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US senators call for heightened scrutiny around AI use in healthcare

U.S. senators are seeking to heighten scrutiny around artificial intelligence’s use in healthcare, holding a hearing on the topic Thursday.

Several experts testified at the Senate Committee on Finance inquiry, Artificial Intelligence and Healthcare: Promise and Pitfalls, including two physicians and Siemens Healthineers North America’s head of digital health. Members of Congress are concerned that AI may be perpetuating bias in medicine, amid reports that health insurers are using algorithms to deny care.

“I think most of us here would agree there are many ways this technology can be used to improve healthcare and patient outcomes,” Sen. Ron Wyden, D-Ore., chair of the Finance Committee, said during remarks given Feb. 8. “However, as we increasingly rely on technology like AI to make decisions in every facet of our day-to-day lives, this committee has a responsibility to ensure there are guardrails in place to protect patients, particularly in Medicare and Medicaid, and I do not believe that current laws go far enough to achieve that goal.”

In September, Wyden and other Democrats in the House and Senate reintroduced the Algorithmic Accountability Act. The bill would require companies to conduct impact assessments for effectiveness, bias and other factors when using AI to make critical decisions. It also would create the first public repository of these systems, housed within the Federal Trade Commission, and add 75 FTC staffers to enforce the law.

During his remarks, Wyden pointed to 2019 research authored by Ziad Obermeyer, MD, with the University of California, Berkley. It unearthed racial bias in an AI tool developed by Optum and used by providers across the U.S. to offer care management services. On average, black patients needed to present with worse symptoms than their white counterparts to qualify for the same level of care, the study found.

“Despite my great optimism, I worry that without concerted effort from researchers, the private sector and government, AI may be on a path to do more harm than good in healthcare,” Obermeyer, a practicing emergency physician, said in written testimony submitted to senators.

Meanwhile Finance Committee Ranking Member Mike Crapo, R-Idaho, touted the need for “responsible and ethical” AI deployment, with appropriate safeguards for privacy and security. In cases such as algorithms, applied by insurers to expedite utilization management, “improper denials or delays of needed services warrant government scrutiny.” But in other instances, including AI-related challenges stemming from insufficient provider experience and education, a lighter legislative touch is needed.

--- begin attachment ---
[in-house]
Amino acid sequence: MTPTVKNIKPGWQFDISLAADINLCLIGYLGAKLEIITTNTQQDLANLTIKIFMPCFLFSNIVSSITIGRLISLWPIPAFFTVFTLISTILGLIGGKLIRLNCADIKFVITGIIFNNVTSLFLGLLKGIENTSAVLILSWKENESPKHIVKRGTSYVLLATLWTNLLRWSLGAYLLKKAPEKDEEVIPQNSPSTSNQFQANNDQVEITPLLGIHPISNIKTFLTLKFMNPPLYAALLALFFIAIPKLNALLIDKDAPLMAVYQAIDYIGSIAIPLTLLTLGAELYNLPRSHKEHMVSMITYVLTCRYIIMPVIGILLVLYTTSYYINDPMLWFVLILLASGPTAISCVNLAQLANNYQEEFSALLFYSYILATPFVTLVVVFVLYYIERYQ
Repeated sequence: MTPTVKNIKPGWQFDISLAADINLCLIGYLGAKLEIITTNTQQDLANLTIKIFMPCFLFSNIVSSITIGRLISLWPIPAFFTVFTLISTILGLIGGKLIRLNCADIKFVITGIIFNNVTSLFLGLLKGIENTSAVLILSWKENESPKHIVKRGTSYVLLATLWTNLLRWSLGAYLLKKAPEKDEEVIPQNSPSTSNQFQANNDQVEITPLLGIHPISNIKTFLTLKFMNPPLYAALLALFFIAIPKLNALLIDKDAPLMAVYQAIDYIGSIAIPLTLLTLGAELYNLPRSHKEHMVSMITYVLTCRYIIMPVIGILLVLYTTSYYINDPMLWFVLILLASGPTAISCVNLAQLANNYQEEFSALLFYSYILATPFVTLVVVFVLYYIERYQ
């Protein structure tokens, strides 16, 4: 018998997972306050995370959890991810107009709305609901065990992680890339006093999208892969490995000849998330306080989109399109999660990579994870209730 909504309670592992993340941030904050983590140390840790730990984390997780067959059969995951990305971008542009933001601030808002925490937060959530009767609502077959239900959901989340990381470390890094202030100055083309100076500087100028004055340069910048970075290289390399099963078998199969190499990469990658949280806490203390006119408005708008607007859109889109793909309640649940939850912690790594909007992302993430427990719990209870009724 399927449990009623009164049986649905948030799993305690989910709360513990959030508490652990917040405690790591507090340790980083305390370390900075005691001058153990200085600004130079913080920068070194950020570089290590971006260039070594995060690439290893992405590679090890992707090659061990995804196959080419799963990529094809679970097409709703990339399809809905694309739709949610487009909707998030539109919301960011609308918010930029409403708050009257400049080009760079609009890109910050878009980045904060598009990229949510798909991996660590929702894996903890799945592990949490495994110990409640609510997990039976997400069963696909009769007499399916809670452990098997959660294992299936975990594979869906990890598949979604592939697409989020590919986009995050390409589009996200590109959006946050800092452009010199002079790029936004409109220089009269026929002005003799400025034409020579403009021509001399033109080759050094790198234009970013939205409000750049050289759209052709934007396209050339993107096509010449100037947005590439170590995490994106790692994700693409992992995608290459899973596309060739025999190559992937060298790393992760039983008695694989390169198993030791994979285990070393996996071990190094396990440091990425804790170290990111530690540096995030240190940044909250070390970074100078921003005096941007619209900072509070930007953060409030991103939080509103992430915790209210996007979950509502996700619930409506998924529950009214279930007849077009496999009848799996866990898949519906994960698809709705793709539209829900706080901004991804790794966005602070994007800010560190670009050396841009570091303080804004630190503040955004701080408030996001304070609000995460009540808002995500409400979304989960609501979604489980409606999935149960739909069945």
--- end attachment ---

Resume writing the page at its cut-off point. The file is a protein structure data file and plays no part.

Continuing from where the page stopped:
“Along these lines, AI highlights the need for adaptability,” Crapo said in his remarks. “One-size-fits-all, overly rigid, and unduly bureaucratic laws and regulations risk stifling life-saving advances and becoming outdated before they are even codified.”

Peter Shen, head of digital health, North America, at Siemens Healthineers also testified during the hearing. He highlighted work that is already underway to improve transparency around imaging AI. Shen cited the American College of Radiology’s new program, which asks AI manufacturers to disclose details about how they created algorithms. Its aim is to aid radiology practices in selecting products tailored to their needs.

Siemens Healthineers was among the first eight vendors to sign up for the initiative, Shen noted. He said the company has sought to build algorithms that are accurate and unbiased, using training data from individuals of different ages, genders, ethnicities and healthcare profiles.

Shen believes concerns around AI bias are currently addressed under existing risk management processes, quality systems, and compliance with requirements from the FDA and other regulators.

“With the rapid acceleration in development and innovation of AI, the need for the regulatory environment to be able to balance safety, effectiveness, as well as update and improve functionality, without hampering innovation and adoption, is critical,” Shen said in his testimony. “While we believe the current regulatory framework is sufficient to support AI innovation, we support the continuation of flexibility in the approval process, as a one-size-fits-all approach could seriously inhibit the potential of AI, as well as efforts to facilitate global harmonization and the development of appropriate international consensus standards.” Radiology Business

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